Companies need to become more creative and inclusive in terms of how and whom they recruit. Today, 85% of CSOs at S&P 500 companies are in their 50s or older. “Companies need to be  prepared to hire Gen Z and younger millennial talent,” says Luff. Youthful candidates may be more sustainability-focused, incentivized to put sustainability at the forefront, and more open-minded about operational solutions. “But if you don’t have an authentic understanding of ESG issues, a true purpose, and a commitment to real efforts, you won’t succeed.” 

Recruiters should emphasize commitment, longevity, and incentives when engaging candidates.

When someone with sustainability talent and background has been invited to join a company, that person wants to know where the job is going and what the board’s commitment will be to developing that role.

Paula Luff, Director of ESG Research and Engagement at DSC Meridian Capital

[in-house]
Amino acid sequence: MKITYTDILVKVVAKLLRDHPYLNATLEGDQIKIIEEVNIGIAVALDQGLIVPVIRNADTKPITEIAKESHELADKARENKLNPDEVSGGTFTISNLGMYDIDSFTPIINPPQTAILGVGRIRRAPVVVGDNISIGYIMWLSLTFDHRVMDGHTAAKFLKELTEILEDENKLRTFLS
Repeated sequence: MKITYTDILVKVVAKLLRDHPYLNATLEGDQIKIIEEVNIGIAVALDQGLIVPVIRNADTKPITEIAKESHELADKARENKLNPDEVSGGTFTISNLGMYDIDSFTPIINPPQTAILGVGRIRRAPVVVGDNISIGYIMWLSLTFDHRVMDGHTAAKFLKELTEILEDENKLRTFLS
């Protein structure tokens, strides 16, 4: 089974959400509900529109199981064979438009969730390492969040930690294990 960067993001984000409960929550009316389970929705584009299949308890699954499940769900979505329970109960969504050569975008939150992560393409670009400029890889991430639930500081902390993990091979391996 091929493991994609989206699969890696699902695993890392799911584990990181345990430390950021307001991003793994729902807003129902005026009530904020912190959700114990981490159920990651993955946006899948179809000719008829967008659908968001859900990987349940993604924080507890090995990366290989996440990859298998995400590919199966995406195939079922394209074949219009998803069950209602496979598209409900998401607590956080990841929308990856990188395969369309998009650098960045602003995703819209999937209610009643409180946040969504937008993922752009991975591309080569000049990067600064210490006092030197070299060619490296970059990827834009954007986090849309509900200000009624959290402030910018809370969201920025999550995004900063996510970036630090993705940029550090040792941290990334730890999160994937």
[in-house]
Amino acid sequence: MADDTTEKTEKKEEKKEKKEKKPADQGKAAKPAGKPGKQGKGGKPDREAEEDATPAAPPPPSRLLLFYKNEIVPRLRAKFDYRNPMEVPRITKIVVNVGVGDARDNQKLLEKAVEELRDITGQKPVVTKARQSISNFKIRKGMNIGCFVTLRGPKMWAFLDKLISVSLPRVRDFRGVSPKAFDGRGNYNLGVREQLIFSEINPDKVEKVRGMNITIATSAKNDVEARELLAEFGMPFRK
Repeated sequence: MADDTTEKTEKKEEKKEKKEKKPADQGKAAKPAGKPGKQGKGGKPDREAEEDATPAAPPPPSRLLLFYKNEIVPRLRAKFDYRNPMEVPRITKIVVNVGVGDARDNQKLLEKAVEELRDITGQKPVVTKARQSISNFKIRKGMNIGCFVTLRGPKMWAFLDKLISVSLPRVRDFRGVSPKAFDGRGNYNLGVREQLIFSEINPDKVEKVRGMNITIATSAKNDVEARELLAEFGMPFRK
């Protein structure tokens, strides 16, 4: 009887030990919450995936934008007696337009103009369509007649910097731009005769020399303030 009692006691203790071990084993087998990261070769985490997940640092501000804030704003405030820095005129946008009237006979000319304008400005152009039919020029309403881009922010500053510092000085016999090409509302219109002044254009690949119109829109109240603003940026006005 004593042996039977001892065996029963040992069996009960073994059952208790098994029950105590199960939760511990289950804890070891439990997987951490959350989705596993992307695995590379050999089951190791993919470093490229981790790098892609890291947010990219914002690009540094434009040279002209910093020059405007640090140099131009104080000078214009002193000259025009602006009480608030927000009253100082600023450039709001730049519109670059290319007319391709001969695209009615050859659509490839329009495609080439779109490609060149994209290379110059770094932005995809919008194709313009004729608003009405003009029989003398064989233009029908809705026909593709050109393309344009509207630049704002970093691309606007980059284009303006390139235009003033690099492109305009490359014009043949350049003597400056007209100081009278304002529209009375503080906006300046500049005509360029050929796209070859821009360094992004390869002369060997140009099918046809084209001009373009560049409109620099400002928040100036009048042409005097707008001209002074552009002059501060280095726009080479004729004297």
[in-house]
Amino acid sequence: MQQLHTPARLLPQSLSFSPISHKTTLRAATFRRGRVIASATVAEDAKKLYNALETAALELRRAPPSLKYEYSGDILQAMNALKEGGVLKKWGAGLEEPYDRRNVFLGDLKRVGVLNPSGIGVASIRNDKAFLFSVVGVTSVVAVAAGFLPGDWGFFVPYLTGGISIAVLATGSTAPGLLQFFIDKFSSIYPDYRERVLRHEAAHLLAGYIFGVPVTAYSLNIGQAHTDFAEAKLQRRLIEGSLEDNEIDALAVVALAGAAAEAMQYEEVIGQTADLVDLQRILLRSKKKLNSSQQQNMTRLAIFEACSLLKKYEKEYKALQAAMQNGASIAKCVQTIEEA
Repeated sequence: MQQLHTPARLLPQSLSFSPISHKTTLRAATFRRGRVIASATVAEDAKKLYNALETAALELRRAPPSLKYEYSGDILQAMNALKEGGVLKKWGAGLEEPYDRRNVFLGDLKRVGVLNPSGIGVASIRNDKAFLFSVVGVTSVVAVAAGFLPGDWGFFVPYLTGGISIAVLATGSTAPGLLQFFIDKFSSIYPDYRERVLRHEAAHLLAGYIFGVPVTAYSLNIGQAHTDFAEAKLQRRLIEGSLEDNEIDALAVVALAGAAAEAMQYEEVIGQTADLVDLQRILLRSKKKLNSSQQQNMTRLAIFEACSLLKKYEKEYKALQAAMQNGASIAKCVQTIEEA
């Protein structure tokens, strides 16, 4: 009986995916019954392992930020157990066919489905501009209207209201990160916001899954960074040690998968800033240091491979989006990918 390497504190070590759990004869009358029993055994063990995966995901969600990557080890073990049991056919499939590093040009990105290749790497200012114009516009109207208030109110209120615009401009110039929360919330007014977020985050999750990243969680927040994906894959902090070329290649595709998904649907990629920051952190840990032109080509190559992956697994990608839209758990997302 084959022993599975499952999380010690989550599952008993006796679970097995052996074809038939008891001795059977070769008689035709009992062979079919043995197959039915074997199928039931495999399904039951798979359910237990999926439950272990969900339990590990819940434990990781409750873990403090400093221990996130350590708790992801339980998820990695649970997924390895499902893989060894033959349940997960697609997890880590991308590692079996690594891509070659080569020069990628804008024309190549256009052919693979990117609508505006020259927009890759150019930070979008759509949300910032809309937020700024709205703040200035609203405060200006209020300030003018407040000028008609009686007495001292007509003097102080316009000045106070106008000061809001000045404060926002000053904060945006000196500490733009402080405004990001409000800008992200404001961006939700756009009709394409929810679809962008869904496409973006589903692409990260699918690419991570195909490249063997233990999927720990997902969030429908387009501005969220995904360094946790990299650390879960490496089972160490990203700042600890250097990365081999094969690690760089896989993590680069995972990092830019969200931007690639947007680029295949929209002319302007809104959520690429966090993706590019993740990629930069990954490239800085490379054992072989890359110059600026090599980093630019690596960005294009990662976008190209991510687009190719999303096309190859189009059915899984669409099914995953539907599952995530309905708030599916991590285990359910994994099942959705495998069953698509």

Recruiters also must be upfront about what sustainability leaders “own,” what they are accountable for, and how they will partner with the rest of the organization, adds Dubois. Below-C-level candidates will seek a path to higher pay or more senior positions in the long term. “You can put somebody in at a reasonable price point at a vice-president level.” says Skylakos. “But if you want the right people, you will have to offer more than you might have originally thought.”

Everyone must play a role

In time, sustainability will be as fundamental as supply and demand. “If we make progress toward Net Zero and governments pursue it successfully, the economy will change,” says Dubois. “That means businesses must be prepared to adopt truly sustainable models.”

The core challenge then is adopting the skills and capacities that enable truly sustainable operations. This includes understanding the complexity of sustainability, driving sustainability conversations cross-functionally, and developing sustainability strategies employees and partners will universally adopt.

“For that, you need to have every level of the company—from the board down to product development—involved,” says Dubois. “Be ready, because there will be a much broader demand for ESG expertise coming in the near future.”

If you are looking to expand your sustainability talent pipeline let us know.  See BoardEx in action and connect with a member of the team and begin exploring today.